You made New Year’s resolutions at the beginning of the year to stop smoking, lose weight, exercise more, think positively? And then remember how easy it was about six days later to slide back into old patterns?
Why are your goals so hard to stick to? Because there’s a big change. It’s frightening.
But with the same resolution you don’t want to hit next January. What a boring thing. How tedious it was. How the year before!
So what are you going to do? For a start, place one foot in front of the other. You got ta lose weight? Go to the fitness center. Must you think positively? Give each day a mirror mantra. You have to stop smoking? Buy a nicotine gum for yourself.
Change begins in a small way. I’m not expecting you to be free of smoke by tomorrow’s end. Nor do I think Thursday you’re going to drop those stubborn 10 pounds. It took me a long time to lose the 50 pounds that I’ve been carrying for years. What I expect you to accomplish your goals every day— whatever they may be.
Here are a few small steps to help you achieve your dose of change every day — to actually meet your goals:
1. Devote your change for at least 15 minutes a day.
Even if it’s just a walk around your neighborhood, do it, read an inspiring article, one less cigarette. Also mix it up. No one wants some tedious workout regime to be stuck. It makes it look so much more miserable, isn’t it? So pick up the paddle ball set, tennis rackets or the Frisbee and go and spend time with your family or friends.
2. Fork over the truth.
Until I decided to be honest about why I was reaching for chips rather than taking healthy risks with myself, I thought it was all about food. In reality, for stuffing food down my face, I got a huge payoff — I got to play it safe. What’s your non-changeable payoff? You will never be able to stick to your plan until you can become real. Modification of behavior teaches us to repeat behaviors that make us feel good. What that means to you is that until the goal gets bigger than the payoff, you will always choose to feel good about feeling uncomfortable.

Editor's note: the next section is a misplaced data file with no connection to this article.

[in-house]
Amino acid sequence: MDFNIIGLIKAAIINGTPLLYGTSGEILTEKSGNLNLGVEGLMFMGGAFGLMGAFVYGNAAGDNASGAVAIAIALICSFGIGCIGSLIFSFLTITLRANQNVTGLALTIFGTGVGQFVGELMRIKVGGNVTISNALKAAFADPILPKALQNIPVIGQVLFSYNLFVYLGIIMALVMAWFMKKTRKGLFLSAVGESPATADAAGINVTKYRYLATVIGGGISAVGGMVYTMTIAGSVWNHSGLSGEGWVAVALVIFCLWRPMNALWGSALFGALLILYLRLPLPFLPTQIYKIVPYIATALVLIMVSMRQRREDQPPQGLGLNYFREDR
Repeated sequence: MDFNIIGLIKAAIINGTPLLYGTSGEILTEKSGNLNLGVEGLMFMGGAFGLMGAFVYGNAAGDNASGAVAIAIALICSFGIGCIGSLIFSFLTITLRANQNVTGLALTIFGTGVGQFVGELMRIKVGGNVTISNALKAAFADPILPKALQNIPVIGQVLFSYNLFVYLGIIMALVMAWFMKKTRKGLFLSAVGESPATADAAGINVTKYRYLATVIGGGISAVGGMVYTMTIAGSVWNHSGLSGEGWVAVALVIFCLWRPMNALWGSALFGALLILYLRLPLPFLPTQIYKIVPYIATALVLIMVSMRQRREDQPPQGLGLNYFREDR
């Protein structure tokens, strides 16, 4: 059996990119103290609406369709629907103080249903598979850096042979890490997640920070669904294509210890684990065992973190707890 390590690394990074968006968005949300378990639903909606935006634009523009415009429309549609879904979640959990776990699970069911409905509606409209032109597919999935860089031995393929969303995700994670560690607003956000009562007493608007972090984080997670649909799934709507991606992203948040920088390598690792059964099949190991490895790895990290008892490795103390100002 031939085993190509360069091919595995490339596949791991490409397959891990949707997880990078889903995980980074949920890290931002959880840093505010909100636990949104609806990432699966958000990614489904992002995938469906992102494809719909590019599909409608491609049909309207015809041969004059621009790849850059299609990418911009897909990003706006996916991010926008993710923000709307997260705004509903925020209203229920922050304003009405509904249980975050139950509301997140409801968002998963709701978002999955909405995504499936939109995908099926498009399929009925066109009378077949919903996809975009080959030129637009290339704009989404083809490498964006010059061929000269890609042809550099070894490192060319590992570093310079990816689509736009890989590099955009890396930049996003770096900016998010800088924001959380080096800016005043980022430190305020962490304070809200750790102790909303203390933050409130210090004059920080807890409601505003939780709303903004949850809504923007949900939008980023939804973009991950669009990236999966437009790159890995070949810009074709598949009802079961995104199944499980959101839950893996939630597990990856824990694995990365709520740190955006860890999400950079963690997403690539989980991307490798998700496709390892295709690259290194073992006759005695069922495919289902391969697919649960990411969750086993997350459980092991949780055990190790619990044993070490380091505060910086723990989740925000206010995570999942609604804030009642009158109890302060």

3. Set realistic goals.
Instead of focusing on losing 20 pounds in 20 days, my goal was just to start eating 5 fruits and vegetables a day. I really believe that good choices lead to better choices (alas, it works the other way too!), and my goal was simply to honor the five-day plan. I didn’t expect a miracle or a transformation of my body overnight. Rather, before adding anything else to my plate, I spent months developing this new behavior pattern; in other words, one behavior at a time.
4. Never eliminate. Replace.
I want to popcorn when I go to the movies. My husband selects only the heavily buttered and salted kind, so I sneak in my Jolly Time 94 percent Fat Free buttered popcorn (hey, I would buy it if they sold it!). If I just tried to eliminate eating popcorn in the movies while munching with sheer delight next to me, I would probably find my hand covered with grease before the previews had finished. If your goal is to eliminate a specific behavior, if you want permanent change, it must be replaced with a new behavior. If we don’t replace a behavior, we end up creating a large void that leads to obsessive thinking, eventually leading to falling back into old patterns.
5. Find support.
Very few people can get on their own where they’re going. Throughout our change journey, we all need encouragement and support. Perhaps it’s a friend for you to hold you accountable or a group that’s like-minded where they want to go. There is power in numbers, and to our advantage we can use this. Although over the course of a year I had embraced many healthy eating habits, I felt I needed some additional encouragement to continue.
It’s not easy to change. But it’s something you can achieve as long as you don’t seek the quick fix, but are willing to make daily choices that will bring you lasting results. You’re going to have setbacks a few days, but that doesn’t mean it’s time to throw in the towel. It’s just a chance to commit yourself to your goal. Have fun with that!